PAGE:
SOLD FOR: $1525
Make: Smith & Wesson
Model: Copy of Smith & Wesson No. 3 Russian Third Model, commercial production.
Serial Number: 1312
Year of Manufacture: Ca. 1880s
Caliber: .44 S&W Russian
Action Type: Top Break Single Action Revolver with Auto Ejector
Markings: The barrel’s top rib is marked “LUDWIG LOEWE & Co. WAFFEN – & MUNITIONS – FABRIK BERLIN No 1312” and with a circled “C” inspection mark. The left of the frame has a circled “C” below the cylinder. The rear face of the cylinder and the butt of the grip frame are each marked “1312”.
Barrel Length: 6 ½”
Sights / Optics: The front sight is a tapered blade integral to the barrel’s rib. The rear sight is a “V”-notch integral to the barrel latch assembly.
Stock Configuration & Condition: The grips are two-piece checkered walnut with smooth diamonds around the grip screw escutcheons. The grips have moderate handling wear with scattered nicks, scuffs and scratches. The checkering ranges from worn, but visible to worn smooth. There are no chips or cracks. Overall, the grips are in about Very Good-plus condition as Antique.
Type of Finish: The finish was Blued.
Finish Originality: No finish remains, but we see no signs of a new finish having been applied.
Bore Condition: The bore is gray with well defined rifling. There is scattered light erosion and pitting in the bore.
Overall Condition: This revolver retains about 0% of its metal finish. The metal surfaces have worn to white, showing scattered light surface oxidation and minor erosion. The cylinder has turn wear. There are some scattered light nicks, scuffs and scratches. The screw heads range from sharp to tool marked with strong slots. The markings are clear. Overall, this revolver is in about Good condition as Antique (see Mechanics).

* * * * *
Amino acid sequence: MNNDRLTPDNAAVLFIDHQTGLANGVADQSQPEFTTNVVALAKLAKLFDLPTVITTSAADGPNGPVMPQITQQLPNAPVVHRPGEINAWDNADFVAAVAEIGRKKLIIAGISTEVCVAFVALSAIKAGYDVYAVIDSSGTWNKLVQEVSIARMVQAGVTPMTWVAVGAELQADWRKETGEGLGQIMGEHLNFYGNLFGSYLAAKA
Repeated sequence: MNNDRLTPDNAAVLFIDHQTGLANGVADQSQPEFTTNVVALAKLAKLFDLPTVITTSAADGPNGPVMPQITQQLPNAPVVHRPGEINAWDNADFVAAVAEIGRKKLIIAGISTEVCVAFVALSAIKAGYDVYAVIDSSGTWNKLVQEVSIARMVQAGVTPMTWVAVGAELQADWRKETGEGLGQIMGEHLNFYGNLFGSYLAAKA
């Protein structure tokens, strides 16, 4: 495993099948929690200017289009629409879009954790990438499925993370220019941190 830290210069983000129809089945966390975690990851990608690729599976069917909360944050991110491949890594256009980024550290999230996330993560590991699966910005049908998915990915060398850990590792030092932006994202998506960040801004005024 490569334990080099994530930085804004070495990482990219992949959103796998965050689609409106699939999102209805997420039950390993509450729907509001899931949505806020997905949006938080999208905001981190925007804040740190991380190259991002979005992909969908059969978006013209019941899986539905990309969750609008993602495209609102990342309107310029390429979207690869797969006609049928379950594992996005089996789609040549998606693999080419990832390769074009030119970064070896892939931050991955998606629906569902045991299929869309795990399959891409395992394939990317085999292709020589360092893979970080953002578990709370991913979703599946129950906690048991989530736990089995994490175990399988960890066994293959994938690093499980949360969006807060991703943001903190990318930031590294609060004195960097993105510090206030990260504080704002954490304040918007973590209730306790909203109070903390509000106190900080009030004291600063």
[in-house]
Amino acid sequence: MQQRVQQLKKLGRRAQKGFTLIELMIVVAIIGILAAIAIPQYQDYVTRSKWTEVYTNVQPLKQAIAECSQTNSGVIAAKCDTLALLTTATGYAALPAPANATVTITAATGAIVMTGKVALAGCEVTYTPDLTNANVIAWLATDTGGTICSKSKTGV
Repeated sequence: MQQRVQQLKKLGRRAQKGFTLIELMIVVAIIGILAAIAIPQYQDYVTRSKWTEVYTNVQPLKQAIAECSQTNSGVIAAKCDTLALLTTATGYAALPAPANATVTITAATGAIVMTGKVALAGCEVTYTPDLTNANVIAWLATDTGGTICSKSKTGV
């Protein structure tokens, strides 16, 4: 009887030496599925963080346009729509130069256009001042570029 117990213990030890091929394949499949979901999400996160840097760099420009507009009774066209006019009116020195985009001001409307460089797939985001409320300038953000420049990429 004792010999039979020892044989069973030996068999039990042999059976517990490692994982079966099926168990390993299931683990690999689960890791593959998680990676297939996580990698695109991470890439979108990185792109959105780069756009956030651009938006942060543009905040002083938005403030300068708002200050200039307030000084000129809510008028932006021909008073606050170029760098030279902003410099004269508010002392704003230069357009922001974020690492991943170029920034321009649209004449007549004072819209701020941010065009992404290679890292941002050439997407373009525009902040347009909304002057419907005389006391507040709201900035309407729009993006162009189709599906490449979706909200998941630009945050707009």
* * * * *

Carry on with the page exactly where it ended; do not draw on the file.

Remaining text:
Mechanics: The cylinder over-rotates on four consecutive chambers, the timing is good on the other two. Otherwise, the action functions correctly. The extractor functions properly. The barrel latch lock-up has a small amount of play. The cylinder locks up with little play and the trigger pull is crisp. We did not fire this revolver. As with all used firearms, a thorough cleaning may be required to meet your maintenance standards.
Box, Paperwork & Accessories: This revolver comes with a brown leather holster which appears to be for a different model. The holster shows scattered wear and surface loss with mostly intact stitching, there is some missing decorative stitching on the right side. Overall, the holster is in about Good condition.
Our Assessment: When Smith & Wesson began making centerfire top break revolvers in 1870, they named the large framed .44 Model “No. 3”. This was followed by the .38 Model No. 2 in 1876 and the .32 Model No. 1 ½ 1878, based on frame sizes, not date of manufacture. All were made first in single action, and later double action models were added. The single action versions of the Model 3 were made in four distinct groups: Americans, Russians, Schofields and New Models. The Russian models are distinguished by having a round butt grip frame with extreme knuckle, a barrel latch mounted on the top strap vs. on the frame, and were in .44 caliber with 6 ½ or 7” barrels. The Russian Empire didn’t follow through with payments, nearly bankrupting Smith & Wesson, and would then reverse-engineer the revolver’s design. They then contracted with the German firm of Ludwig Loewe to produce their revolvers until eventually starting domestic production at the Tula arsenal. After Russia began producing the revolvers on their own, Loewe would make some commercial guns, such as this one, though they are less common than the Russian military revolvers. Ludwig Loewe was a big deal in German arms, going on to found DWM, having a controlling interest in Mauser, and employing both Hugo Borchardt and Georg Luger. This revolver’s connection to Smith & Wesson, the Russian Empire and one of Germany’s largest firearms manufacturing companies makes it a great piece for collectors. Please see our photos and good luck!